Seven-storey hotel proposed at Ghadira bay

Costa del Sol restaurant owner proposing a brand new seven-storey hotel on the site of an existing car park

The new hotel is being proposed in the fields behind the beach restaurant
The new hotel is being proposed in the fields behind the beach restaurant

The owner of the Costa del Sol restaurant is proposing a brand new 7-storey hotel on the site of an existing car park on the northwestern shore of Ghadira beach.

The application, presented by Anthony Curmi in December, foresees the demolition of the existing Costa del Sol restaurant and the construction of a hotel, beach bar, an underground carpark and new residential units.

Curmi is not the owner of the entire site because the car park on which most of the development is being proposed is government-owned land. However, the application presented to MEPA states that the government has been notified of the application and has "granted consent to such a proposal".

The application states that the development will require the felling of trees and would alter vehicular routes.

The permit for the Costa del Sol restaurant was issued in 1979. In 1983 Curmi applied for the construction of a first floor and garages, but the permit was never issued.

Curmi had presented an application to develop a 260 room four-star hotel on the same site in 1994. But the Authority considered the application a non-starter.

The original proposal also foresaw shifting the arterial road leading to Cirkewwa towards the west to increase the site area of the hotel.

The case officer had pointed out that both the entire Costa del Sol beach club and the site of the proposed hotel belonged to the government.

The North West Local Plan does not envision the development of a hotel on the site.

In 1994, the nearby Mellieha Bay hotel had objected to the proposal because of the massive scale of the project.  They also pointed out that they also have an interest in the land on which the proposed hotel is located, which is government property and that no public tender had been issued.

The Planning Authority refused the application on 5 December 1997; which coincided with the two-year Labour administration.

In its decision, the authority argued that the development was located outside development zones in an area where no hotel development is foreseen by the structure plan and the draft local plan issued in 1995.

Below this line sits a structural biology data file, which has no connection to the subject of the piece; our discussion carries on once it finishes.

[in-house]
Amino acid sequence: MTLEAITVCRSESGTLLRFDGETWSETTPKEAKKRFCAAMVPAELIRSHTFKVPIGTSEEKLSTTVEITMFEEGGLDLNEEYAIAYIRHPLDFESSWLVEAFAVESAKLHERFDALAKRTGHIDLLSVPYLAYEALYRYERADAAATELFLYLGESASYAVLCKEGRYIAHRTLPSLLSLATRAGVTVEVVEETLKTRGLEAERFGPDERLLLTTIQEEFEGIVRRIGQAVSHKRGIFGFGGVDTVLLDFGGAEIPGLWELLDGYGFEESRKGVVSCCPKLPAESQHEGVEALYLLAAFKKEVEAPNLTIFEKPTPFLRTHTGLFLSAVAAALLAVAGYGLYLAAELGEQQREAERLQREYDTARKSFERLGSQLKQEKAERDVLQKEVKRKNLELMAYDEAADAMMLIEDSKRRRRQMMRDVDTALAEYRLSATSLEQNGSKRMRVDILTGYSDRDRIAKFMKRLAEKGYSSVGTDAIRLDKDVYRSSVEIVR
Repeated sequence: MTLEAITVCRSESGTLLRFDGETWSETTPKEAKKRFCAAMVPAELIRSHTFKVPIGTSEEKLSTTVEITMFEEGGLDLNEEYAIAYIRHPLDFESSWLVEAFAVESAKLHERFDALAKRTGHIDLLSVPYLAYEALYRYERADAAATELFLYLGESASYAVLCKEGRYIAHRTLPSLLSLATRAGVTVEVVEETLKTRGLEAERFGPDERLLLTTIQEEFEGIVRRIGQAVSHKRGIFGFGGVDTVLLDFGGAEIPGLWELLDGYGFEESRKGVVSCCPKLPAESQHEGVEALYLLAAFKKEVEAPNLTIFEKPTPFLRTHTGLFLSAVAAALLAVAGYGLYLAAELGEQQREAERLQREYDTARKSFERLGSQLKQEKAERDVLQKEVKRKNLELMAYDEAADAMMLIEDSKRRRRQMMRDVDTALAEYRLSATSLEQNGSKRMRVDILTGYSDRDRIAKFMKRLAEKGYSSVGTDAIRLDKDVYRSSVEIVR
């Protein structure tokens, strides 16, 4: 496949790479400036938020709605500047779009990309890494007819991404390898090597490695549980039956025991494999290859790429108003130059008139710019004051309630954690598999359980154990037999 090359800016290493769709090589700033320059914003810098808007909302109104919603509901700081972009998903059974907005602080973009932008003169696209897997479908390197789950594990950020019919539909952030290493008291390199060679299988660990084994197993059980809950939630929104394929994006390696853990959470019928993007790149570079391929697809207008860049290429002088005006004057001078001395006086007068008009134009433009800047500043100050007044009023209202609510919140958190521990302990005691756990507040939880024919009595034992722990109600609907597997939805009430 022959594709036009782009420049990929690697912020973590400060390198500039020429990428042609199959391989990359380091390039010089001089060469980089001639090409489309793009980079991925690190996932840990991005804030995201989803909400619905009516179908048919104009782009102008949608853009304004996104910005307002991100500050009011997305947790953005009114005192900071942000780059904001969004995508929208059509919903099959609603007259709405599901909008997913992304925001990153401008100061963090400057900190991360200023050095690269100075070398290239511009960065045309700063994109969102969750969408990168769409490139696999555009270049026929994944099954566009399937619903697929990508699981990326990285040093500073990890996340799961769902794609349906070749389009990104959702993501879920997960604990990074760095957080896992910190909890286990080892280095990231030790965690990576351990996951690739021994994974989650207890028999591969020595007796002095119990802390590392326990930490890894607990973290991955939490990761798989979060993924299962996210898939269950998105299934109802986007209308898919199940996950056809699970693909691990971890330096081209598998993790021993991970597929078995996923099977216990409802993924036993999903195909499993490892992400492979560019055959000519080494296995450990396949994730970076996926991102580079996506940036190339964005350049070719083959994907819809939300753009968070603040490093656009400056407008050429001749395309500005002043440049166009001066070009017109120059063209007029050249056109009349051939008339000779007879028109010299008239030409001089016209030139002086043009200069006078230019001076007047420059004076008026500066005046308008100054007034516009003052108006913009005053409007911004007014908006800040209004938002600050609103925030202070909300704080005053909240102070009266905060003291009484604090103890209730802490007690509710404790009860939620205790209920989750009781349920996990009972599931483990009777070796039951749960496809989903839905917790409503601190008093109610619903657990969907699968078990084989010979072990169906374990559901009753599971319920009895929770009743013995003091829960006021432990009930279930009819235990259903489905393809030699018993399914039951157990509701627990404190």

The case officer also pointed out that the project would involve the transfer of a considerable stretch of coastal area from public to private ownership and would detract the scenic value of the area.

Subsequently, the developer appealed arguing that the development was set to take place on degraded land and that he had no intention to hinder public access to the beach.

In 2000, the Planning Appeal's Board, composed of Simon Micallef Stafrace, Lino Bianco and Samuel Formosa took note of "procedural errors" in MEPA's processing of the case and ordered the authority to start processing the case again. In fact, the local plan approved in 2006 took note of the appeals board decision asking MEPA to reconsider the application.

But plans for the area were put on hold MEPA pending decisions on Ten-T road project. One of the options considered by the previous government was the relocation of the arterial road from the foreshore to an inland location, converting the existing road into a pedestrian priority area. One of the proposals directly impinged on the car park area. 

The controversial proposal was shelved following protests by environmentalists and the owners of the Mellieha Holiday Complex.

The scramble for Ghadira

In the past decade MEPA has approved a number of developments on this part of Mellieha. These included the Sellum development - owned by Tumas Group - on the northeastern fringe of Mellieha and a major extension of the Sea Bank hotel, which was controversially approved in 2010. 

In 2007, MEPA also issued an outline permit for 30 new units at the Mellieha Holiday complex, popularly known as the Danish village. Six years later, MEPA still has not issued a full permit for this development.

MEPA is also faced with a controversial applications for a beach concession for the Mellieha Holiday complex on a small stretch of garigue, sand and rocks situated between the first beach opposite the Seabank Hotel, and the larger beach opposite the bird sanctuary.

Mellieha Bay Hotel, which is partly owned by Mizzi Associated Enterprises Ltd, had also presented an application to develop 98 new units including 47 bungalows on the pristine area surrounding Mellieha Bay Hotel in 2007.

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Here we go again , nothing new.
God Forbid. Not only will the public be deprived of the use of public land, the proposal shall continue to render the largest sandy beach in Malta uglier and dirtier! I hope that common sense and respect for the enviroment and general public shall previal during the discussions at MEPA
So this is the end of Mellieha Bay then!We have managed to turn Malta into a concrete jungle.